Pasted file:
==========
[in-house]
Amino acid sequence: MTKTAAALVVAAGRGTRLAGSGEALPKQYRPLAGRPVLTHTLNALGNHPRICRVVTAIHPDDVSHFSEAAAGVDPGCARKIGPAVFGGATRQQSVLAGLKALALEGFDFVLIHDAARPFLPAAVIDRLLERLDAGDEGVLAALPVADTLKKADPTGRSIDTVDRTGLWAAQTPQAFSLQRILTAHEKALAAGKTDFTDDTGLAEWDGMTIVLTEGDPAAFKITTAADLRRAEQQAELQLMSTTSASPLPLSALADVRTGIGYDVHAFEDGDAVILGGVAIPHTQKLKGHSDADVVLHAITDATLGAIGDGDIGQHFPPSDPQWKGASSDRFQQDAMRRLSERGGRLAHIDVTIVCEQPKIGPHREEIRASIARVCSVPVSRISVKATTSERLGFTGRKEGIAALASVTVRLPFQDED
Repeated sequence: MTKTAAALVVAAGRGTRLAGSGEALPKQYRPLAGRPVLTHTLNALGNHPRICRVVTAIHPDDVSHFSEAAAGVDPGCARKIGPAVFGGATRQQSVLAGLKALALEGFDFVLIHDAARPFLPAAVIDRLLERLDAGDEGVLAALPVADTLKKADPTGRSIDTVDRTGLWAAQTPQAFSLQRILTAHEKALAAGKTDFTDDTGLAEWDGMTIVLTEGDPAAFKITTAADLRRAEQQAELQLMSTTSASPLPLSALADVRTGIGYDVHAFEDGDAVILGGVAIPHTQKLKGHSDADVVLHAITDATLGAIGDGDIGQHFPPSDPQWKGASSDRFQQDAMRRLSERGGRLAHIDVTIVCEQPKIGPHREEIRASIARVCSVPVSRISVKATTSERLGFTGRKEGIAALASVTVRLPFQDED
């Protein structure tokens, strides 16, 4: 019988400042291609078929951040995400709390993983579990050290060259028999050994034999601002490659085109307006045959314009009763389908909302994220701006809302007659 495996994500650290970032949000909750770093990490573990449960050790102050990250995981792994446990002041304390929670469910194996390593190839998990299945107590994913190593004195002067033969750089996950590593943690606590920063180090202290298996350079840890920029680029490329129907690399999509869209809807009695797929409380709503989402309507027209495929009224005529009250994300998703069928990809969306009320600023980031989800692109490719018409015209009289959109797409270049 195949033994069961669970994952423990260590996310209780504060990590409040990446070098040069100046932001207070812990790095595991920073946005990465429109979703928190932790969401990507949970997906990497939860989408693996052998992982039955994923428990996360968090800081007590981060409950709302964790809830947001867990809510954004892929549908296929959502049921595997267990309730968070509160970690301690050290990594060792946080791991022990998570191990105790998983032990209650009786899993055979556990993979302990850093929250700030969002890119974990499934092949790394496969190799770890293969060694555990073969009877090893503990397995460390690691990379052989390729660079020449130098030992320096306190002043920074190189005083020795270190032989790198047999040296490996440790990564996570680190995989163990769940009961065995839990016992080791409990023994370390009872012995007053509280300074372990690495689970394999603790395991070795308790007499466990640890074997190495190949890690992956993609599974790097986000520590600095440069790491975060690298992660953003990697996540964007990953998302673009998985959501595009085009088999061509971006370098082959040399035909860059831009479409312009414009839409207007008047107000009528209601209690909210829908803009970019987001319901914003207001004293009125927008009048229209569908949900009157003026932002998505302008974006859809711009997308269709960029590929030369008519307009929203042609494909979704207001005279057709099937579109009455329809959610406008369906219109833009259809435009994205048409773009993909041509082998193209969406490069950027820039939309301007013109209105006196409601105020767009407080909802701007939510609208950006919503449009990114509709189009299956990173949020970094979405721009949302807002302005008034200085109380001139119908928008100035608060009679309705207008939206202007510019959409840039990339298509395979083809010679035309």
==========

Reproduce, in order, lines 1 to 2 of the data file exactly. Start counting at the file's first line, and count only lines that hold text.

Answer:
[in-house]
Amino acid sequence: MTKTAAALVVAAGRGTRLAGSGEALPKQYRPLAGRPVLTHTLNALGNHPRICRVVTAIHPDDVSHFSEAAAGVDPGCARKIGPAVFGGATRQQSVLAGLKALALEGFDFVLIHDAARPFLPAAVIDRLLERLDAGDEGVLAALPVADTLKKADPTGRSIDTVDRTGLWAAQTPQAFSLQRILTAHEKALAAGKTDFTDDTGLAEWDGMTIVLTEGDPAAFKITTAADLRRAEQQAELQLMSTTSASPLPLSALADVRTGIGYDVHAFEDGDAVILGGVAIPHTQKLKGHSDADVVLHAITDATLGAIGDGDIGQHFPPSDPQWKGASSDRFQQDAMRRLSERGGRLAHIDVTIVCEQPKIGPHREEIRASIARVCSVPVSRISVKATTSERLGFTGRKEGIAALASVTVRLPFQDED